News of Adidas's $3.8 billion deal to purchase Reebok began rippling through amateur basketball circles Tuesday night, leaving surprised summer league coaches speculating how the merger will affect the sport's already competitive culture.

The merger is expected to help Adidas and Reebok mount a stronger challenge to Nike in the $57 billion-a-year footwear and apparel market. But it is uncertain what long-term impact it will have on the high-stakes summer basketball circuit, which has included shoe companies funding teams of teenagers that compete in tournaments nationwide.

One way or another, central to the outcome will be Sonny Vaccaro, whose falling out with Adidas two years ago prompted him to join forces with Reebok and intensified the annual courtship of elite high school players to participate in shoe company-sponsored events.

In a telephone interview yesterday, Vaccaro said he intends to honor what he called his "long-term agreement" with Reebok but acknowledged that "curious" individuals, not necessarily shoe companies, have recently called inquiring about his long-successful events. Some sources, including a person close to Reebok's grass-roots basketball operation, said Vaccaro might team up with a different company or pursue another high-profile basketball-related venture.

"I don't think there is any question that I am going to be involved in" Reebok's new enterprise, said Vaccaro, who is considered among the most influential basketball figures over the past 30 years. "I want to. My goals have been, and always will be, the events that we do. That's basically what my life has turned into. I see no glitches."

If Vaccaro chooses to run his events under the umbrella of another company, coaches said, top teams and players will follow. That could include the most well-known high school player, Ohio junior O.J. Mayo, who has played in Vaccaro's events since middle school and is viewed as the best guard since LeBron James.

Also consider Mississippi's Renardo Sidney, a 6-foot-9 point guard who is considered the country's best high school freshman and who this summer participated in Reebok's primary events for the first time. Sidney's summer team begins a contract with Reebok in 2006, his father said, and figures to play prominently in the company's grass-roots effort the next few years.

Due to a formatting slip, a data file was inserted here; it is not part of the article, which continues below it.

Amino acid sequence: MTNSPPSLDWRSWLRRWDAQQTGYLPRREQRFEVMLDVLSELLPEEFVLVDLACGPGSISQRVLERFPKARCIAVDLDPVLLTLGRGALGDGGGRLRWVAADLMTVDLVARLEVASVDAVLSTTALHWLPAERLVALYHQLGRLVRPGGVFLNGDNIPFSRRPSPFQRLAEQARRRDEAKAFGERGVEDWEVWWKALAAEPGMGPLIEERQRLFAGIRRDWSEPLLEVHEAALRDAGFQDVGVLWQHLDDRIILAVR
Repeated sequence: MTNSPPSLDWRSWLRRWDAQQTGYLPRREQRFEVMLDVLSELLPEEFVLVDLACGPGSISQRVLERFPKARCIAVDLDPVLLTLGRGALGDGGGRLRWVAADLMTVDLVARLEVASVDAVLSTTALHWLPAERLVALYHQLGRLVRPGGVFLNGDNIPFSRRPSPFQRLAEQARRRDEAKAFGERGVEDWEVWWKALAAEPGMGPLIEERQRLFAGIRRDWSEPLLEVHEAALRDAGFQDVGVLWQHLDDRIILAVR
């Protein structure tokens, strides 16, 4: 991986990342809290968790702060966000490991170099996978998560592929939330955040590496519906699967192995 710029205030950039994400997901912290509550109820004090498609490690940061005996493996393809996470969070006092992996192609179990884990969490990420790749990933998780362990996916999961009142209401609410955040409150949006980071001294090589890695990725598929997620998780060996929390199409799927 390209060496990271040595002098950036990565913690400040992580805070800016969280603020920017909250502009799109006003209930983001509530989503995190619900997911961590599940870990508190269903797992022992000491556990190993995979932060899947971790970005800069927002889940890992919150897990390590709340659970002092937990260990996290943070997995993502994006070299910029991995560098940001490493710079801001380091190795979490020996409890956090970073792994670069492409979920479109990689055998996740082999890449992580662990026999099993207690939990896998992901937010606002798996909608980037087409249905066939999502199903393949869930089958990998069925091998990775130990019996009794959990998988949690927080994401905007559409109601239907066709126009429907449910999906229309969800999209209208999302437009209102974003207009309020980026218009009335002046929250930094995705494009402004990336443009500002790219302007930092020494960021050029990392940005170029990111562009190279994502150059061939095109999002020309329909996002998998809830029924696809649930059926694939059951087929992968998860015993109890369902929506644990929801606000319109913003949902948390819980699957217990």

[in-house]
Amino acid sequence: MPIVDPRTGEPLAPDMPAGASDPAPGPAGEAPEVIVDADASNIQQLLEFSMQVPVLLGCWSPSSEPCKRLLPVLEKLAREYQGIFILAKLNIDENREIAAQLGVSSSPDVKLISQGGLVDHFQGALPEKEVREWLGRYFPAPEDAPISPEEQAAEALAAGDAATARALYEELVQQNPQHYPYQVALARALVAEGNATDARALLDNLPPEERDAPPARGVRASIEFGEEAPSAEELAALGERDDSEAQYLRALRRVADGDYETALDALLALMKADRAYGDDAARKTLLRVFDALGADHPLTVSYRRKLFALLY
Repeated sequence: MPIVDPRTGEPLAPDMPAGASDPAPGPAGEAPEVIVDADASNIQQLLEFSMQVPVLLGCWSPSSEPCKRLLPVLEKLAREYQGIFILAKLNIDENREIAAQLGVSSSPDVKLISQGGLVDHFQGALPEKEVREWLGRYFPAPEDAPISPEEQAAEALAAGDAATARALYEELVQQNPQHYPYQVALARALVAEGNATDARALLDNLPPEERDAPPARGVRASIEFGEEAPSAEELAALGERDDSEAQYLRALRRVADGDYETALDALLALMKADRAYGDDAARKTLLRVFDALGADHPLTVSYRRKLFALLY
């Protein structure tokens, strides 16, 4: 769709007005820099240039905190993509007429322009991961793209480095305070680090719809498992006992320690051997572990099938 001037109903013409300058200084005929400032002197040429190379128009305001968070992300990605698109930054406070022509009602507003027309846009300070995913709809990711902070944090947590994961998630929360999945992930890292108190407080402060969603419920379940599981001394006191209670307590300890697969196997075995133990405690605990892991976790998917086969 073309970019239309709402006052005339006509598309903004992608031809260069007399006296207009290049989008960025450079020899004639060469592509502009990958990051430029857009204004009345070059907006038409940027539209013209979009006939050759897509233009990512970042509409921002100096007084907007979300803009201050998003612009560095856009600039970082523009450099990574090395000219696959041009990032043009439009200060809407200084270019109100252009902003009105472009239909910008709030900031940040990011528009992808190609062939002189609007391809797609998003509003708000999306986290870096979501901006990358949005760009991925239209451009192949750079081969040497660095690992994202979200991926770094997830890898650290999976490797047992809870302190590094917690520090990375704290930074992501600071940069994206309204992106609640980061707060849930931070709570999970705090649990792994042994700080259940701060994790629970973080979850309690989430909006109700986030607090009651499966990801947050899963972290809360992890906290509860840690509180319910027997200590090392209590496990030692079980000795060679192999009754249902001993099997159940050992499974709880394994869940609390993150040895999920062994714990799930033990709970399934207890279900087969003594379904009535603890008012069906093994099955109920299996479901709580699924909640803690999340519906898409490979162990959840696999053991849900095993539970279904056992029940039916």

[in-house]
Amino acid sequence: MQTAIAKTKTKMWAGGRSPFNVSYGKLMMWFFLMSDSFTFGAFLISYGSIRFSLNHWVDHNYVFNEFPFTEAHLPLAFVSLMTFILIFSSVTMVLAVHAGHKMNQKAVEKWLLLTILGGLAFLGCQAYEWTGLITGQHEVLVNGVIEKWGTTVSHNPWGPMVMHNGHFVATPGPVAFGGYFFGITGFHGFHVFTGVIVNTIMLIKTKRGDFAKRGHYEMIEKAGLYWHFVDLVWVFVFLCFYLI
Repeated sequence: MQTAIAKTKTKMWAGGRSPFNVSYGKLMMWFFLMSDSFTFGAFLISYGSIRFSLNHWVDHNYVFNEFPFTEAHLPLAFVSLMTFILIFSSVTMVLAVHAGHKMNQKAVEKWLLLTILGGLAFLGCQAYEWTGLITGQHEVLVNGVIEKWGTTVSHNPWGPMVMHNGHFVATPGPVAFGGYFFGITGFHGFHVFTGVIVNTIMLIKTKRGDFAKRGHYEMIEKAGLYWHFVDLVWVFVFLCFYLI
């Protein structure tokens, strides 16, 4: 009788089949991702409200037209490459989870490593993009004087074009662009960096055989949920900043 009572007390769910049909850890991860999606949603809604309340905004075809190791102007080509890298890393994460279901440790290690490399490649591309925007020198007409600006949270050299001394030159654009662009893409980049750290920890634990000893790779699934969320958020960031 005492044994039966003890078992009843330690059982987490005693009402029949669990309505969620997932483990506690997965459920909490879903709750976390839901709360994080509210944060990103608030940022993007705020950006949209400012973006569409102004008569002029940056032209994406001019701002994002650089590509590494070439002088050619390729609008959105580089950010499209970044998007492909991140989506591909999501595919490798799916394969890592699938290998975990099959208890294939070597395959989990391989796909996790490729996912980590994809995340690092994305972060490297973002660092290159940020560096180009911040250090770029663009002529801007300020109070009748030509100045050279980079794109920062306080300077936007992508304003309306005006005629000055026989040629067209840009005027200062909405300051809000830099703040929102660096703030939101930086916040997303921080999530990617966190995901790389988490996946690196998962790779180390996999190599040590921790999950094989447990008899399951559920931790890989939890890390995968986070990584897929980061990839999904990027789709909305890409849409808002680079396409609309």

"I don't know what happens now," said Renardo Sidney Sr., who coaches his son. "We'll definitely go where Sonny goes. It could be Fila, whatever. If Sonny is there, we're there."

Some coaches wondered whether Vaccaro could again work with Adidas, with one well-known coach noting, "Adidas and Reebok are at war." In response, Vaccaro said he would have no problem working with Adidas.

Vaccaro said he left Adidas because he disagreed with how the company handled shoe contract negotiations with James, the NBA's top draft pick in 2003. Vaccaro's departure allowed Reebok to enter into the so-called "sneaker wars" over luring top players to events, competition that previously had included only Adidas and Nike.

The three-way competition for players seemed to peak over the last two summers. In 2004, coaches from Adidas and Reebok privately alleged opposing coaches "stole" players at the 11th hour before camps began. And this July, Nike reportedly told a top Oregon player he could no longer play on its team after the player competed in Vaccaro's highest-profile event, ABCD Camp, that month in Hackensack, N.J.

Coaches said only a few high-ranking representatives in either company were aware of the proposed merger before Tuesday. In fact, Sidney Sr. first heard the news when a reporter told him in a telephone interview yesterday.

Jimmy Salmon, a New Jersey-based coach whose team has been with Adidas since 1993, said the merger will not immediately affect summer basketball because the culture is "similar to the WWF -- cult-like in that it only matters to those involved. . . . The merger is so far over our heads."

Nike has long been the industry leader in footwear, earning a reported $14 billion in its latest fiscal year compared with combined global sales of $12 billion for Reebok and Adidas.

"They are going after Nike, there is no question about that," Vaccaro said of the merger. "I think we woke up Nike."